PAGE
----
Mount Sinai School of Medicine researchers have found that targeted swallowing exercises can help alleviate swallowing dysfunction a debilitating side effect in people undergoing chemoradiation therapy (CRT) for head and neck cancer. The study, published in the April issue of Archives of Otolaryngology Head & Neck Surgery, a JAMA Network publication, suggests that clinicians should consider giving all patients undergoing CRT an exercise regimen to improve their quality of life after treatment.
"This study provides clear evidence that aggressive swallowing therapy is an important way to improve outcomes after chemoradiation treatment," said Eric Genden, MD, Professor and Chair of Otolaryngology, Mount Sinai School of Medicine, and renowned expert on the use of minimally invasive robotic surgery to treat head and neck cancer. "Difficulty swallowing is the biggest problem people face after undergoing chemoradiation therapy, with an estimated 20 percent of patients losing their ability to swallow for the rest of their lives."
The Mount Sinai team, led by Dr. Genden and Tamar Kotz, MS, CCC-SLP, conducted a randomized controlled trial of 26 patients with head and neck cancer who were receiving CRT. Half were randomized to the intervention group, performing five targeted swallowing exercises throughout their CRT, and participating in weekly swallowing therapy sessions. The other half were randomized to the control group and conducted no swallowing exercises. They were referred for swallowing treatment after completion of CRT, if needed.
Patients were assessed using two measurement tools: the Functional Oral Intake Scale (FOIS), which measures ability to swallow food, and the Performance Status Scale for Head and Neck Cancer, which includes subscales for Eating in Public, Understandability Of Speech, and Normalcy of Diet. Patients in the intervention group showed significantly better scores on both scales at three and six months following treatment.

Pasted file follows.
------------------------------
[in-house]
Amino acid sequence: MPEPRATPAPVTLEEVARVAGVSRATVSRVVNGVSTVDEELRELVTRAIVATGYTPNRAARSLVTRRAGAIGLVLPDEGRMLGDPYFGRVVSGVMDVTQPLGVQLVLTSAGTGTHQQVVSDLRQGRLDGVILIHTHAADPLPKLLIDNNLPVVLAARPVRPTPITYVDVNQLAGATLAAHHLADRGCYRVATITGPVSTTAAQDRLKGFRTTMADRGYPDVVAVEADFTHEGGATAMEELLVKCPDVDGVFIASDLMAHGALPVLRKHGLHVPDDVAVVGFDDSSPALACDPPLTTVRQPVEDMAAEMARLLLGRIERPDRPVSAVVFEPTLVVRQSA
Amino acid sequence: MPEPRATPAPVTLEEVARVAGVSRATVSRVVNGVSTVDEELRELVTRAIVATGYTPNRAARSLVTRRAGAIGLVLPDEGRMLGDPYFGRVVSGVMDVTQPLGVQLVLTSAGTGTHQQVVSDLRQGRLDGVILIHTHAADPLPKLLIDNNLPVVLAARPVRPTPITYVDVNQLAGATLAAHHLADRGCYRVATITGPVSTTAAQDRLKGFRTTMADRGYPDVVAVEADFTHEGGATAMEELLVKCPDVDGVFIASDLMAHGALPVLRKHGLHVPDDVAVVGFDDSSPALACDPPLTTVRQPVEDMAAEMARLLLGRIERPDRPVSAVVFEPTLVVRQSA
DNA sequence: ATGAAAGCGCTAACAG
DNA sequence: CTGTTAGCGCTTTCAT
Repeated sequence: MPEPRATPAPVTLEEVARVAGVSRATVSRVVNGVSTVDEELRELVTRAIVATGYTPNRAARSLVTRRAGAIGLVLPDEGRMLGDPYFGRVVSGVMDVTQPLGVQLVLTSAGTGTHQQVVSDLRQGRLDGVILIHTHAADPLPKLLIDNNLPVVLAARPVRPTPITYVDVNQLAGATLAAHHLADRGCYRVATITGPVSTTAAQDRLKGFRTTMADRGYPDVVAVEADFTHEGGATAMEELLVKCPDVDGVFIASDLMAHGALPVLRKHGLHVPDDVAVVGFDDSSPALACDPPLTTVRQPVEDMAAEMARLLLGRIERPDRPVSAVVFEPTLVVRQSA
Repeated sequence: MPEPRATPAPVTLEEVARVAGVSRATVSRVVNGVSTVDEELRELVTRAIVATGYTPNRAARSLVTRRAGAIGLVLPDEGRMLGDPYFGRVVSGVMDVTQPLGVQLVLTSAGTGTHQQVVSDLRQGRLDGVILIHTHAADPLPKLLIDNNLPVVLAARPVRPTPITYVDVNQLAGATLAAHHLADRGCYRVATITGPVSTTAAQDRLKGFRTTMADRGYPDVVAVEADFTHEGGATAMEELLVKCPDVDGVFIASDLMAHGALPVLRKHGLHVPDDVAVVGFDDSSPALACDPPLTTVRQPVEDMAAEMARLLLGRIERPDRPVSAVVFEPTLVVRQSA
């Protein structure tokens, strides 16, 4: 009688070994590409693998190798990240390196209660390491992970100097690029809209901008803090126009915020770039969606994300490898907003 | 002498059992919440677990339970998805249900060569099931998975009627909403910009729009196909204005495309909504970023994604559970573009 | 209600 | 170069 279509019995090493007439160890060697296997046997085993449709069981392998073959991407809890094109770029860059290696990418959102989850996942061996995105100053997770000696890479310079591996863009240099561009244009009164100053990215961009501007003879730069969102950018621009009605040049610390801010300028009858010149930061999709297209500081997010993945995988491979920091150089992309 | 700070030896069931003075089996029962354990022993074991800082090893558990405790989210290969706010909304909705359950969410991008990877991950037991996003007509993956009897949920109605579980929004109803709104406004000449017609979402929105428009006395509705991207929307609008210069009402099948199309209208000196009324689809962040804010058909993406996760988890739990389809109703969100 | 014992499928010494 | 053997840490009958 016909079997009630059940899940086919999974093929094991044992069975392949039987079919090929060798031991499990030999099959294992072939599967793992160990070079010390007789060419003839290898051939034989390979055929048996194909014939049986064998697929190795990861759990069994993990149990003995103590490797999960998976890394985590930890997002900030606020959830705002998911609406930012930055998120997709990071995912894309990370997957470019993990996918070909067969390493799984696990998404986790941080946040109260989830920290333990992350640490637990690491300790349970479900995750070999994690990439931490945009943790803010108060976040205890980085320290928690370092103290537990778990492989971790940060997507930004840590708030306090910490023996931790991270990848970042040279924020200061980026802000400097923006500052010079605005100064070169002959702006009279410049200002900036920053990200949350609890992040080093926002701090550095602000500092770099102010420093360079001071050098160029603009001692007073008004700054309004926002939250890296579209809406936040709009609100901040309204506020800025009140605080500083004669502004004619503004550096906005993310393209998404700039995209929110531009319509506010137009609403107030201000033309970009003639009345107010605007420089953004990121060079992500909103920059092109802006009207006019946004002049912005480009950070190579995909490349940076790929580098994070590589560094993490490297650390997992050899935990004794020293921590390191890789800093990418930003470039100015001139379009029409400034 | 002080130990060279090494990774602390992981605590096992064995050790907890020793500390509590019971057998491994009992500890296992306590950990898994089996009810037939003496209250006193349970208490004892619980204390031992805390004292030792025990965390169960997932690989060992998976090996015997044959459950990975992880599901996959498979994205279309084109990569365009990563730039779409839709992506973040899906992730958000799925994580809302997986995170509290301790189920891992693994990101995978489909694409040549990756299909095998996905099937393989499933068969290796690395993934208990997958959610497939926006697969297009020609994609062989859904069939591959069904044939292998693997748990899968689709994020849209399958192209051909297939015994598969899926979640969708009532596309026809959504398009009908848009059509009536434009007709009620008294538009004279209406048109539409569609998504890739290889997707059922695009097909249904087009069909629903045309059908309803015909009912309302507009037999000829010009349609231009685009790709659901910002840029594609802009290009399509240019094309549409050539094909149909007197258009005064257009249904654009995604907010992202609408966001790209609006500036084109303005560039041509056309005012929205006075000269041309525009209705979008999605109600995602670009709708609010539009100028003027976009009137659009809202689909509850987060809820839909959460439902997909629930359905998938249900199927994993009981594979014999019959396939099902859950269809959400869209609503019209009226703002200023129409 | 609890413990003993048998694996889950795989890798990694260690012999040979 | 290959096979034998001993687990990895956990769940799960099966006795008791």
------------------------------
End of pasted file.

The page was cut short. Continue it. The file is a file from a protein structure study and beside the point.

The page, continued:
"CRT is a very arduous treatment regimen for patients and it is difficult for many of them to adhere to a rigorous prophylactic swallow exercise program while undergoing this type of treatment," said Ms. Kotz. "In our study, 69 percent of the patients assigned to the intervention arm were no longer able to tolerate performing the swallowing exercises after week five of the radiation treatment. However even without adherence to the swallowing exercises regimen through the completion of the CRT, these patients still showed meaningful improvements in their swallowing function after treatment. This indicates that even some exercise is better than nothing in improving swallowing outcomes after CRT."
After CRT, tissue in the neck and at the base of tongue is damaged by radiation and becomes stiff, resulting in loss of function. Strengthening the muscles around the damaged tissue may allow them to compensate for the tissue. Other research indicates prophylactic swallowing exercises may actually prevent tissue damage.
"Research showing the efficacy of swallowing exercises has been criticized in the past due to a lack of randomization in certain studies," said Ms. Kotz. "Our study is the first randomized trial to demonstrate a strong quality of life benefit at three and six months in patients undergoing CRT."
The authors plan to study the benefit of swallowing exercises at nine and 12 months using a larger sample size than the one used to study the effects after three and six months. The current study found no significant difference between the groups at nine and 12 months.
"This study demonstrates the intensive team approach required for patients to have the best possible outcome after head and neck cancer treatment," said Dr. Genden. "Mount Sinai is the only center in New York that offers minimally invasive robotic surgery to treat head and neck cancer, which can improve outcomes like swallowing difficulty. Our oncologists, surgeons, and speech pathologists work together on a tailored treatment and rehabilitation regimen for our patients, resulting in much improved quality of life."
|Contact: Christie Corbett|
The Mount Sinai Hospital / Mount Sinai School of Medicine